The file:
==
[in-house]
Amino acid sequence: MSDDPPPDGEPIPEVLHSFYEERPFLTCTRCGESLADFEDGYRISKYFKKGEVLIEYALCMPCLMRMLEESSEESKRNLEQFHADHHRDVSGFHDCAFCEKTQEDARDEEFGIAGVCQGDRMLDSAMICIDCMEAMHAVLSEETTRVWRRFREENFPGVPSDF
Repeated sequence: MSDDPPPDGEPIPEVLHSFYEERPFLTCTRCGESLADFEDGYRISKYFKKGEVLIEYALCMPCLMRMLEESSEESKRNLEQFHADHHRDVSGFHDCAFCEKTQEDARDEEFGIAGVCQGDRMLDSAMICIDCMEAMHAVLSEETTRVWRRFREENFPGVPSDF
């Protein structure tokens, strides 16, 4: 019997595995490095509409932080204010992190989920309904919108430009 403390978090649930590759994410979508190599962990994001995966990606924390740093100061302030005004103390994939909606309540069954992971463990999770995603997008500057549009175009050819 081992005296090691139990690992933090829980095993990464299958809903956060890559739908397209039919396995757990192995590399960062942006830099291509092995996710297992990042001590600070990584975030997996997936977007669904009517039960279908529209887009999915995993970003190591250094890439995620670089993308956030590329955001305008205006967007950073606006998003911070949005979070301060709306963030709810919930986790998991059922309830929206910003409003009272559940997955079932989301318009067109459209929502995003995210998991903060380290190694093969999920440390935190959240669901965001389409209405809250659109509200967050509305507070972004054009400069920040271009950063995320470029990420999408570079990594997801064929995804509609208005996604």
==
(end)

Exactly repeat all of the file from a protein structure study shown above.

[in-house]
Amino acid sequence: MSDDPPPDGEPIPEVLHSFYEERPFLTCTRCGESLADFEDGYRISKYFKKGEVLIEYALCMPCLMRMLEESSEESKRNLEQFHADHHRDVSGFHDCAFCEKTQEDARDEEFGIAGVCQGDRMLDSAMICIDCMEAMHAVLSEETTRVWRRFREENFPGVPSDF
Repeated sequence: MSDDPPPDGEPIPEVLHSFYEERPFLTCTRCGESLADFEDGYRISKYFKKGEVLIEYALCMPCLMRMLEESSEESKRNLEQFHADHHRDVSGFHDCAFCEKTQEDARDEEFGIAGVCQGDRMLDSAMICIDCMEAMHAVLSEETTRVWRRFREENFPGVPSDF
């Protein structure tokens, strides 16, 4: 019997595995490095509409932080204010992190989920309904919108430009 403390978090649930590759994410979508190599962990994001995966990606924390740093100061302030005004103390994939909606309540069954992971463990999770995603997008500057549009175009050819 081992005296090691139990690992933090829980095993990464299958809903956060890559739908397209039919396995757990192995590399960062942006830099291509092995996710297992990042001590600070990584975030997996997936977007669904009517039960279908529209887009999915995993970003190591250094890439995620670089993308956030590329955001305008205006967007950073606006998003911070949005979070301060709306963030709810919930986790998991059922309830929206910003409003009272559940997955079932989301318009067109459209929502995003995210998991903060380290190694093969999920440390935190959240669901965001389409209405809250659109509200967050509305507070972004054009400069920040271009950063995320470029990420999408570079990594997801064929995804509609208005996604």